By Mohammed Faraz Khan, Principal & Head – G.A.P Practice, Zinnov; Priyanka Kumar, Engagement Manager, Zinnov
An organization’s employer brand manifests in multiple ways. While the more visible channels of brand dissemination that organizations rely on are popular media and social media channels, there are more implicit ways in which the employer value proposition gets defined and delivered to people an organization intends to hire. The Talent Acquisition process of an organization is one such channel, often ignored, but a markedly loud channel that has an amplifying effect on the brand perception of an organization in the ecosystem.
To begin with, a closer scrutiny of the current dynamics of the employment market reveals that contrary to popular perception, a hiring process is not a unilateral process led solely by the employer anymore. It has evolved into a bilateral process between two parties – the employer and the prospective employee.
As much as the company assesses the candidate, the candidate also draws inferences – subtle and tacit, from all the touchpoints. Which implies that, to get the right talent, the onus is as much on the employer to attract the candidates by providing a positive experience throughout the recruitment journey. In essence, one could restart by saying that there is an equitable distribution of power on both sides.
Here are the common derailers that can potentially cause dents on the organization’s employer branding during the hiring process.
1) Not sharing a Job Description – A Job Description (JD) is the most elementary requirement that managers and HR professionals must invest time in preparing, before they can even begin to hire. The JD is the guiding code of what the organization is looking for – the essentials and good-to-have qualities, skills, and competencies in a prospective hire. The way a JD articulates the job purpose and key performance indicators of a job could either upsell or desell the role to the candidates. So, weigh in every word for what it’s worth on a JD.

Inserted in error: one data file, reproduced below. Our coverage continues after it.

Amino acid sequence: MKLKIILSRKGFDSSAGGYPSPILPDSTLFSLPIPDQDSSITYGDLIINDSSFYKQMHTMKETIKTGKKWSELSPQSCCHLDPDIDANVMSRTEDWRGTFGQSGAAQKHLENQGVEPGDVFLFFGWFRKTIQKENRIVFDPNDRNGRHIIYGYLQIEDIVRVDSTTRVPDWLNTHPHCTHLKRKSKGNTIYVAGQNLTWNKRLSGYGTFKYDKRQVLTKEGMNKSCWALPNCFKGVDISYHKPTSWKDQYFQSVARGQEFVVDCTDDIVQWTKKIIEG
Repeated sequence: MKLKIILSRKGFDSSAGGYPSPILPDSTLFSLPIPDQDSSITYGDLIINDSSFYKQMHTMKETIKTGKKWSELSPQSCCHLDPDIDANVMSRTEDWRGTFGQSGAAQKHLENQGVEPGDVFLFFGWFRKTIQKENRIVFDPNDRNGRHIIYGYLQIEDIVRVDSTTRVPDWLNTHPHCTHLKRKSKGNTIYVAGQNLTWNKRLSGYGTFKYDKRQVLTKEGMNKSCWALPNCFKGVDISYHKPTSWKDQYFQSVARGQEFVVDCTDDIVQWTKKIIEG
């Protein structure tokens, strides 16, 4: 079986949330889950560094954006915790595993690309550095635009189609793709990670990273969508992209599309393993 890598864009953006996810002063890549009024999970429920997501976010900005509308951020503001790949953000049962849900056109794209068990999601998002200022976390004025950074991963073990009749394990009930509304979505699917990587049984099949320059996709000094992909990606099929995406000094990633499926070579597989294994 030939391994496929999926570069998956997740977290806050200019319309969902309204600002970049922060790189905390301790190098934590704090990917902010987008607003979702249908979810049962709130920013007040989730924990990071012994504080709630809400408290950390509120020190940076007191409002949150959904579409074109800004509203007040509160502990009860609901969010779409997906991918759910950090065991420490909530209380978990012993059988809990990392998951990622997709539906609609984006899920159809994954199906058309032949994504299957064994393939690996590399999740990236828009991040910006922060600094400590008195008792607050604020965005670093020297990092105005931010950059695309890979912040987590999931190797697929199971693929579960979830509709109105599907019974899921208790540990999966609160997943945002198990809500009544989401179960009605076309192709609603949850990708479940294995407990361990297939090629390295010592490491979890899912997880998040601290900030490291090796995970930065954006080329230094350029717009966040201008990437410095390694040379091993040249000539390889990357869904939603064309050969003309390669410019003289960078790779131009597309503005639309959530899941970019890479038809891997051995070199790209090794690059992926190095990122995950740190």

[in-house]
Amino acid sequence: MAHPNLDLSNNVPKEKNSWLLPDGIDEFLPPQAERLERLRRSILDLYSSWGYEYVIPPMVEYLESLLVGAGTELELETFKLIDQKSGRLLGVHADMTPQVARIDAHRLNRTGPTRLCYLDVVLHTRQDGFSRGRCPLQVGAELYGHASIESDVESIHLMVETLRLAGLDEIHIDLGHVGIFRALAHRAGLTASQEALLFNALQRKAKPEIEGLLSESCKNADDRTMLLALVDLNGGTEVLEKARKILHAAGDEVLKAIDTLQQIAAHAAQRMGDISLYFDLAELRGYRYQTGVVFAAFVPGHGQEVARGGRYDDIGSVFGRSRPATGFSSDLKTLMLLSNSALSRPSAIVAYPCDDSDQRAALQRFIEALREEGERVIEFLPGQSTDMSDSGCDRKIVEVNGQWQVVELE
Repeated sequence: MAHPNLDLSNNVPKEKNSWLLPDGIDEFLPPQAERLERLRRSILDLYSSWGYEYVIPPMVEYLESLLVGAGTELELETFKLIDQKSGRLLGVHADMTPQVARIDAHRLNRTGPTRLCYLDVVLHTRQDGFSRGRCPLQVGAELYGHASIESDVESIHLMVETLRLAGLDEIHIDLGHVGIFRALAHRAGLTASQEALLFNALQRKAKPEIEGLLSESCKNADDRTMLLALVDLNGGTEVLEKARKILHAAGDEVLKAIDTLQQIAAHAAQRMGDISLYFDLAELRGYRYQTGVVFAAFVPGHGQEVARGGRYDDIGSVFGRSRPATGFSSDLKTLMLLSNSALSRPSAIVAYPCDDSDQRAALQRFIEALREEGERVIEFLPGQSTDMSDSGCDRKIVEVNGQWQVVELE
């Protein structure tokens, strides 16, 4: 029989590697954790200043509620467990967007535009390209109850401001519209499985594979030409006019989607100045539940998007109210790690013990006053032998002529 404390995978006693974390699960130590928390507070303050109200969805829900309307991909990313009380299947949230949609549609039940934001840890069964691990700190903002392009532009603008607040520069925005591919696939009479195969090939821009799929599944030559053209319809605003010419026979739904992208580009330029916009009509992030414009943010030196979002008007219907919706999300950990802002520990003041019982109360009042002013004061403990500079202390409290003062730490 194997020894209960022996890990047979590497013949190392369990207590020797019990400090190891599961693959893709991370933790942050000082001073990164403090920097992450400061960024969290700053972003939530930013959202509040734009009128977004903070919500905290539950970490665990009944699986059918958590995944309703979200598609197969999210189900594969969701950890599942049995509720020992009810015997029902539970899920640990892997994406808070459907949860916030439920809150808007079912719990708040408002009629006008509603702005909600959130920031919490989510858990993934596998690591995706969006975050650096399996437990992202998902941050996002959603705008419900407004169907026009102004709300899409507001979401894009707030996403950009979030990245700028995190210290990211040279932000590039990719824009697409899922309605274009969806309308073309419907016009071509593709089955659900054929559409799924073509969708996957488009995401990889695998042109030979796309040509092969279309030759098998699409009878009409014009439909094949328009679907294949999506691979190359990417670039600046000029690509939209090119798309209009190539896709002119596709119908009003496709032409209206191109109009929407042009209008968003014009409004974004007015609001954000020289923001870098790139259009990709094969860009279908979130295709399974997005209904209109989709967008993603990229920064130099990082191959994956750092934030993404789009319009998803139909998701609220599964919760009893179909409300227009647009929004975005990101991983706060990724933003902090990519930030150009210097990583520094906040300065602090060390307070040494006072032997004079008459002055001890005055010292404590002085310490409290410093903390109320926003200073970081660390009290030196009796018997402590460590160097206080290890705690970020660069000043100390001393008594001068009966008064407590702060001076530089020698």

2) Delaying the scheduled start time of the interview – Making a candidate wait inordinately long before starting the interview only speaks of unprofessionalism, and dent your employer value proposition. Value time, that of candidates and the hiring managers. It can be quite a drain on energy for candidates to wait; more so when they could be experiencing a bit of stress related to the interview they hope to ace. Professionalism is another important yardstick of a favorable employer brand.
3) Passing judgmental remarks – Interviewers sometimes assume a position of authority and are quick to pass comments that reflect their judgement on the candidate. ake time to hear the interviewee’s perspective, listen with intent, and go beyond the superficial before assessing the potential of the individual. It is most often the vital clue in evaluating the Person – Organization fit, which is a predictor of employee engagement; and that again, is a barometer of the attention paid to the organization’s employer branding.
4) Probing personal questions – A lot of interviewers and recruiters take the liberty to ask personal questions related to candidate’s family set-ups and subsequent location preferences, especially to female candidates. The prevalent psychology is that women will make career choices that are aligned with their family situations. This is again a stereotype that organizations must guard against; and if anything, this only gives an impression of “exclusion” and a workplace that isn’t conducive to the very real needs of a diverse workforce.
If the organization is aiming to build an employer brand that is known for inclusion, it is worth the investment to train the interview panel on recognizing and unlearning any conscious or unconscious biases they may be holding.